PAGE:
The reanalysis of avian brains gives new credibility to many behaviors that seem odd coming from presumably dumb birds. Crows not only make hooks and spears of small sticks to carry on foraging expeditions, some have learned to put walnuts on roads for cars to crack. African gray parrots not only talk, they have a sense of humor and make up new words. Baby songbirds babble like human infants, using the left sides of their brains.

Avian brains got their bad reputation a century ago from the German neurobiologist Ludwig Edinger, known as the father of comparative anatomy. Edinger believed that evolution was linear, Dr. Jarvis said. Brains evolved like geologic strata. Layer upon layer, the brains evolved from old to new, from fish to amphibians to reptiles to birds to mammals. By Edinger's standards, fish were the least intelligent. Humans, created in God's image, were the most intelligent. Edinger cut up all kinds of vertebrate brains, noting similarities and differences, Dr. Jarvis said.

In mammals, the bottom third of the brain contained neurons organized in clusters. The top two-thirds of the brain, called the neocortex, consisted of a flat sheet of cells with six layers. This new brain, the seat of higher intelligence, lay over the old brain, the seat of instinctual behaviors.

In humans, the neocortex grew so immense that it was forced to assume folds and fissures, so as to fit inside the skull."

Birds' brains, in contrast, were composed entirely of clusters. Edinger concluded that without a six-layered cortex, birds could not possibly be intelligent. Rather, their brains were fully dedicated to instinctual behaviors.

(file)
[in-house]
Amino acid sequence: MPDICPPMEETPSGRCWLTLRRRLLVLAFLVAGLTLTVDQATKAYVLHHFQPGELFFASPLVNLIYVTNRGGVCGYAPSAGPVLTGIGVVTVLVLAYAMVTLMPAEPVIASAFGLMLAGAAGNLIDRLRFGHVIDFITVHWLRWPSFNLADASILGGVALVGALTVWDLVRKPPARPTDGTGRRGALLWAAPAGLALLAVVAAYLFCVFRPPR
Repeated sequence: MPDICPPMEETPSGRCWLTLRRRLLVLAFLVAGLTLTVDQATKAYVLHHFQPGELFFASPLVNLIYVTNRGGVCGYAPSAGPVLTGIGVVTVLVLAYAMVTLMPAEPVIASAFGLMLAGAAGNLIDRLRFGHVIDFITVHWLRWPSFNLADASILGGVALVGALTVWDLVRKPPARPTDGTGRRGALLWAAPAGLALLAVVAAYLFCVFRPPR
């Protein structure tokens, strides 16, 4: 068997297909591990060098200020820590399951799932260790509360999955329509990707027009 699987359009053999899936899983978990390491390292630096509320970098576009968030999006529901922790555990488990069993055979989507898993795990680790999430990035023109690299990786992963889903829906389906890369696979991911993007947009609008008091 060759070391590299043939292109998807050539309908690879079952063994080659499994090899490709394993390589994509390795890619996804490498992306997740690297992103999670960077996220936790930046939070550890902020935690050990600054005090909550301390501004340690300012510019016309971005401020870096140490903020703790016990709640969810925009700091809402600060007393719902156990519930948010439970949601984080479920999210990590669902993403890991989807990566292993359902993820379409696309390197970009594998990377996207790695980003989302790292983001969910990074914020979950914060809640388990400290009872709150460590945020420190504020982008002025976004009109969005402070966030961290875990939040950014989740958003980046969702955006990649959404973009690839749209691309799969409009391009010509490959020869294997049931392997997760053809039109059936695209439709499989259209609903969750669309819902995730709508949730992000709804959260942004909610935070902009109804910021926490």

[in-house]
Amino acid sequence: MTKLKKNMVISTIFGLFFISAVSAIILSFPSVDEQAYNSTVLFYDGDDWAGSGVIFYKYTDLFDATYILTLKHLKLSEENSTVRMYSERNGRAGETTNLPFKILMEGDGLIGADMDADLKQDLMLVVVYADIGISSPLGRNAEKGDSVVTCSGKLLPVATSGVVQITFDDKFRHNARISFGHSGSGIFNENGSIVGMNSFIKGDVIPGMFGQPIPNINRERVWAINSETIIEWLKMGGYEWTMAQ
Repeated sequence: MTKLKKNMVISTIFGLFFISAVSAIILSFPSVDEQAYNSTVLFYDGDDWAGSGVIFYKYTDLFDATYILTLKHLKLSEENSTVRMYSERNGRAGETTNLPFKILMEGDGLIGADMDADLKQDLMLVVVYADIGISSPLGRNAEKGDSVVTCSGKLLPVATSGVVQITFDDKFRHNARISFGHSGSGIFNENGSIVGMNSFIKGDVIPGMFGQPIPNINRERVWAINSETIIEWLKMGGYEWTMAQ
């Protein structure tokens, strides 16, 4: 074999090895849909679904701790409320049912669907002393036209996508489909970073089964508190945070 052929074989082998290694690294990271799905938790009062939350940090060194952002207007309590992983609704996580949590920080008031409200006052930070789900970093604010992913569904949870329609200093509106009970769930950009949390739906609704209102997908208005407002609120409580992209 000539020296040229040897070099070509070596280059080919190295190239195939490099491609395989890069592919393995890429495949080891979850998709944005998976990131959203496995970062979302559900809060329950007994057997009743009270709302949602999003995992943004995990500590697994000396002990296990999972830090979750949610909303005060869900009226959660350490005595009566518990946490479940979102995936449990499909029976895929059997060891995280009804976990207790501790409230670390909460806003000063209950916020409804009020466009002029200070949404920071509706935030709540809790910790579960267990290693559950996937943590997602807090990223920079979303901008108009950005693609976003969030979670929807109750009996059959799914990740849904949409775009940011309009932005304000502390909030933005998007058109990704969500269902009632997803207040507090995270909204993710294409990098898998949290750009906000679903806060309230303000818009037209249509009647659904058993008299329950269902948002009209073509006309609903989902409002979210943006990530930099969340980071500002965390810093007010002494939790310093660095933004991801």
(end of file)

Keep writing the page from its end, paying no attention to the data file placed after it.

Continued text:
This view persisted through the 20th century and is still found in most biology textbooks, said Dr. Harvey Karten, a neuroscientist at the University of California, San Diego, and a member of the consortium, whose research has long challenged the classic view.

There is a bird way and a mammal way to create intelligence, Dr. Karten said. One uses clusters. One uses flat sheet cells in six layers. Each exploits the basic design of having a lower brain and a higher brain with mutual connections.

In the 1960's, Dr. Karten carried out experiments using new techniques to trace brain wiring and identify the paths taken by various brain chemicals. In humans, a chemical called dopamine is found mostly in lower brain areas, called basal ganglia, which consist of clusters.

Using the same tracing techniques in birds, Dr. Karten found that dopamine also projected primarily to lower clusters and no higher. Later studies show numerous similarities between clusters in the mammalian brain and lower clusters in the avian brain. Experts now agree that the two regions are evolutionarily older structures that lie underneath a newer mantle.